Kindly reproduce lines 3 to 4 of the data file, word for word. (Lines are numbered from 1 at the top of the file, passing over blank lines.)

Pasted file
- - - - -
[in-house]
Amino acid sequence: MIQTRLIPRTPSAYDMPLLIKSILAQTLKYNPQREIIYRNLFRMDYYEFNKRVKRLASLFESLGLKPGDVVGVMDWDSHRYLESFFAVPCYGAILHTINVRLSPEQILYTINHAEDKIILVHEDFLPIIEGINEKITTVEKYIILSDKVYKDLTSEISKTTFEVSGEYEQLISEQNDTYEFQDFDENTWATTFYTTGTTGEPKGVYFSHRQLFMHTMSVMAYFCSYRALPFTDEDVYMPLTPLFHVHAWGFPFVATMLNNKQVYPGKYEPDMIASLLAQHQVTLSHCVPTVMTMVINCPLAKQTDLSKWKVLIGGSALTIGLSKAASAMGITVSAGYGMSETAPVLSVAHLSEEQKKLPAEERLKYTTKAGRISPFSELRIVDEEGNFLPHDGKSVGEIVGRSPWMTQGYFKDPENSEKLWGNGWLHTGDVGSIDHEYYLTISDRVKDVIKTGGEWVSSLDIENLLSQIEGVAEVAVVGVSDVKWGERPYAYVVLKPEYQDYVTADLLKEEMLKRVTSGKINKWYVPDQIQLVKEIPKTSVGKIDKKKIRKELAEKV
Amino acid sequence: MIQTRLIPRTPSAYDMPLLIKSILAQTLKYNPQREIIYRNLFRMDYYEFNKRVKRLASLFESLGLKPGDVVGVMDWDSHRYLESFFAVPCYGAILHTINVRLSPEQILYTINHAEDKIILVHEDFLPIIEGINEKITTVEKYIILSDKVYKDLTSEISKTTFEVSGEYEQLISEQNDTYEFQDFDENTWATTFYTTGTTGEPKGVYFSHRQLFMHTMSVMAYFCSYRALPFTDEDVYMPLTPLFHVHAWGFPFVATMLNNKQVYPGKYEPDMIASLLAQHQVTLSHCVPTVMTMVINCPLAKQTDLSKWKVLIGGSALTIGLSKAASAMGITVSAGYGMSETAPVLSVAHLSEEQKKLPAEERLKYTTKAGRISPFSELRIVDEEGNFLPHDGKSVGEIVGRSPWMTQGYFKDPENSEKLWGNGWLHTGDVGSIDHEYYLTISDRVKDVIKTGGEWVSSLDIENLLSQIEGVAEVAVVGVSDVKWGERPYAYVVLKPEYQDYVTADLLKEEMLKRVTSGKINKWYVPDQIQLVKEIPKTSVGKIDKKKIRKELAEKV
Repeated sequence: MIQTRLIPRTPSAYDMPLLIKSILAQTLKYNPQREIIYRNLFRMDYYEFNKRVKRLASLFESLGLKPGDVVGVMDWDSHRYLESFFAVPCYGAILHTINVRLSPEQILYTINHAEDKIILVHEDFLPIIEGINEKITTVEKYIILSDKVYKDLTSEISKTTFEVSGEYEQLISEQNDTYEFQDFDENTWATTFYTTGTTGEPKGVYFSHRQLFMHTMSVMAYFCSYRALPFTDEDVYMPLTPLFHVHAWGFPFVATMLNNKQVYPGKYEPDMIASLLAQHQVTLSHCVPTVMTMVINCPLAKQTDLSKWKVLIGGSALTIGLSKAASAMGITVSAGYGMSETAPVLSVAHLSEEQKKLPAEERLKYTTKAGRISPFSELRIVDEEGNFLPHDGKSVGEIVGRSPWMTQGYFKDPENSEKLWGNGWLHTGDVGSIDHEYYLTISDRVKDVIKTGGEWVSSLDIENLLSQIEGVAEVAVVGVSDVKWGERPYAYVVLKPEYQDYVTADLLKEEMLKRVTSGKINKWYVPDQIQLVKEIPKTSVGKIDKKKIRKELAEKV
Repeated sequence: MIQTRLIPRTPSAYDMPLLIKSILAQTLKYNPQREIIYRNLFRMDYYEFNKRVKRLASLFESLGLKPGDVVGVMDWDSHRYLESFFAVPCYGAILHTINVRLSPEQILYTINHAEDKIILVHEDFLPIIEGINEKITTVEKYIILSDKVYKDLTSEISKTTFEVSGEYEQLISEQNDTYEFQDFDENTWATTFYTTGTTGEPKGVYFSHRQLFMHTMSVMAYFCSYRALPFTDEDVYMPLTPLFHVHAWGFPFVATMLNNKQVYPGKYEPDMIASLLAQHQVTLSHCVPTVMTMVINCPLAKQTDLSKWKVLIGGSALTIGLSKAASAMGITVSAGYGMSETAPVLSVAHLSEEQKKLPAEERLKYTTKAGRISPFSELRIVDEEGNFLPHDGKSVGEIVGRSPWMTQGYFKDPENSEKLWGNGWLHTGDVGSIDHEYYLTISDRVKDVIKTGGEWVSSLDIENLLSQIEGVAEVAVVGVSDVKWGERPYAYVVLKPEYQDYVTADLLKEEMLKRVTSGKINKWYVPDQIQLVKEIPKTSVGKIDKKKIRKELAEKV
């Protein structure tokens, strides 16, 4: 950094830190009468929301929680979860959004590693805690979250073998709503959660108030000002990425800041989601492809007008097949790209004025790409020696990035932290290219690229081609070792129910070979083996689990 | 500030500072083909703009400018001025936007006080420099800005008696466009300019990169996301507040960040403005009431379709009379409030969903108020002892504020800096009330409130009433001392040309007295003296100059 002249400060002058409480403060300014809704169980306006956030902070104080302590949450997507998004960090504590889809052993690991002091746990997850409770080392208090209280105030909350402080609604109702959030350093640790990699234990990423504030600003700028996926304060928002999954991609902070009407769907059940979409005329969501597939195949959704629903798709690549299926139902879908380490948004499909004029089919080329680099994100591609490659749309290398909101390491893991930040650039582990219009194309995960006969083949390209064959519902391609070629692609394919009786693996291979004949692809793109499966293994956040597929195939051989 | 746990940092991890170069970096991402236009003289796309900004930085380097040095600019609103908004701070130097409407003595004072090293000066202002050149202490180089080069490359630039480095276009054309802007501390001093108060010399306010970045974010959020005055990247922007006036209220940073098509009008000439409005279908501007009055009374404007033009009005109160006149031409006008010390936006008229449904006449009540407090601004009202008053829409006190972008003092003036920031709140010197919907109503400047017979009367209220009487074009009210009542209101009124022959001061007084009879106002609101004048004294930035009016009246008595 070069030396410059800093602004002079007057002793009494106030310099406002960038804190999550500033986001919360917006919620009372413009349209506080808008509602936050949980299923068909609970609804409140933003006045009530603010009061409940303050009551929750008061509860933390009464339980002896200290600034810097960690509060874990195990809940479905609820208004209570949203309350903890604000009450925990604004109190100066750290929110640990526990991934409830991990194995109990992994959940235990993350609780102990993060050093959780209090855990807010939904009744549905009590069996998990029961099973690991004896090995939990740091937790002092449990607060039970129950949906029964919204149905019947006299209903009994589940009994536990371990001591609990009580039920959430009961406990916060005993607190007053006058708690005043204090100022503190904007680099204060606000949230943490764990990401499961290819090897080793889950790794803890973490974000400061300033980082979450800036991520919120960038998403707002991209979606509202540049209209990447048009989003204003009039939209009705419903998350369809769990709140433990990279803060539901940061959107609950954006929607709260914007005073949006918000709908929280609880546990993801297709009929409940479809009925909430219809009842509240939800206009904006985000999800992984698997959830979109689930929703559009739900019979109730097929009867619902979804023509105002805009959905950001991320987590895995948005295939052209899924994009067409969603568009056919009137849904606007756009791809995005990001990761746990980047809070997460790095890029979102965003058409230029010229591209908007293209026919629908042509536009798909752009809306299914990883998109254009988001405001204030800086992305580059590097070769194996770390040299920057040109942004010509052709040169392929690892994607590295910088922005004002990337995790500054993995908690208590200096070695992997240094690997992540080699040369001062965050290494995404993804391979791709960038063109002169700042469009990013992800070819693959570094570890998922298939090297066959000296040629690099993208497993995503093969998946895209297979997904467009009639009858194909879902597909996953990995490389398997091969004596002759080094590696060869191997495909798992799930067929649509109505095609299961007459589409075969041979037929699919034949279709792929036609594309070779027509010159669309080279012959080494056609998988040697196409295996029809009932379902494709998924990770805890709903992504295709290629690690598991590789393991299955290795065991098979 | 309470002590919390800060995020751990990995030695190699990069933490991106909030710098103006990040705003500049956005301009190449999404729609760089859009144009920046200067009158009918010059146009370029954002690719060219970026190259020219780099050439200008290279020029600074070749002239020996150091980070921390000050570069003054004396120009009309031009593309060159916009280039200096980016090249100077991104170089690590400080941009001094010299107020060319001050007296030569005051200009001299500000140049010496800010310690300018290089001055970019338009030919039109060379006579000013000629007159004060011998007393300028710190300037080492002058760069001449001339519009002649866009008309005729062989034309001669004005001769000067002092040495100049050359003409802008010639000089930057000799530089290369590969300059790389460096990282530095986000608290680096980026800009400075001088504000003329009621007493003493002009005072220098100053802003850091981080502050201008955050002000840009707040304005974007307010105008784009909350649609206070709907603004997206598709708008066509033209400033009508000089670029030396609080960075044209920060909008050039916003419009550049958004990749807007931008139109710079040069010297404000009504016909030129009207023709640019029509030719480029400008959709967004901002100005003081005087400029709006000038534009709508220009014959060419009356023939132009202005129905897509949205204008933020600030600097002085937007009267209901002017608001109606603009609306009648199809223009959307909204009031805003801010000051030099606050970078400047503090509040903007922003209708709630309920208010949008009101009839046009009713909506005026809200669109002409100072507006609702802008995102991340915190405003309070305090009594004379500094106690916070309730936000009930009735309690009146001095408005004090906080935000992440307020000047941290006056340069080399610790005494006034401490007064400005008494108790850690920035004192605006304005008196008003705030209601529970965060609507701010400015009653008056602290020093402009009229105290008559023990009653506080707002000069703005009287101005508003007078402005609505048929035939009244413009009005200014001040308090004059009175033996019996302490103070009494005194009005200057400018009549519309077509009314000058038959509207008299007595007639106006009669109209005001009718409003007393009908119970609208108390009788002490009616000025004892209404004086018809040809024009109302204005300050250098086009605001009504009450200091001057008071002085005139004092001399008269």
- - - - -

Amino acid sequence: MIQTRLIPRTPSAYDMPLLIKSILAQTLKYNPQREIIYRNLFRMDYYEFNKRVKRLASLFESLGLKPGDVVGVMDWDSHRYLESFFAVPCYGAILHTINVRLSPEQILYTINHAEDKIILVHEDFLPIIEGINEKITTVEKYIILSDKVYKDLTSEISKTTFEVSGEYEQLISEQNDTYEFQDFDENTWATTFYTTGTTGEPKGVYFSHRQLFMHTMSVMAYFCSYRALPFTDEDVYMPLTPLFHVHAWGFPFVATMLNNKQVYPGKYEPDMIASLLAQHQVTLSHCVPTVMTMVINCPLAKQTDLSKWKVLIGGSALTIGLSKAASAMGITVSAGYGMSETAPVLSVAHLSEEQKKLPAEERLKYTTKAGRISPFSELRIVDEEGNFLPHDGKSVGEIVGRSPWMTQGYFKDPENSEKLWGNGWLHTGDVGSIDHEYYLTISDRVKDVIKTGGEWVSSLDIENLLSQIEGVAEVAVVGVSDVKWGERPYAYVVLKPEYQDYVTADLLKEEMLKRVTSGKINKWYVPDQIQLVKEIPKTSVGKIDKKKIRKELAEKV
Repeated sequence: MIQTRLIPRTPSAYDMPLLIKSILAQTLKYNPQREIIYRNLFRMDYYEFNKRVKRLASLFESLGLKPGDVVGVMDWDSHRYLESFFAVPCYGAILHTINVRLSPEQILYTINHAEDKIILVHEDFLPIIEGINEKITTVEKYIILSDKVYKDLTSEISKTTFEVSGEYEQLISEQNDTYEFQDFDENTWATTFYTTGTTGEPKGVYFSHRQLFMHTMSVMAYFCSYRALPFTDEDVYMPLTPLFHVHAWGFPFVATMLNNKQVYPGKYEPDMIASLLAQHQVTLSHCVPTVMTMVINCPLAKQTDLSKWKVLIGGSALTIGLSKAASAMGITVSAGYGMSETAPVLSVAHLSEEQKKLPAEERLKYTTKAGRISPFSELRIVDEEGNFLPHDGKSVGEIVGRSPWMTQGYFKDPENSEKLWGNGWLHTGDVGSIDHEYYLTISDRVKDVIKTGGEWVSSLDIENLLSQIEGVAEVAVVGVSDVKWGERPYAYVVLKPEYQDYVTADLLKEEMLKRVTSGKINKWYVPDQIQLVKEIPKTSVGKIDKKKIRKELAEKV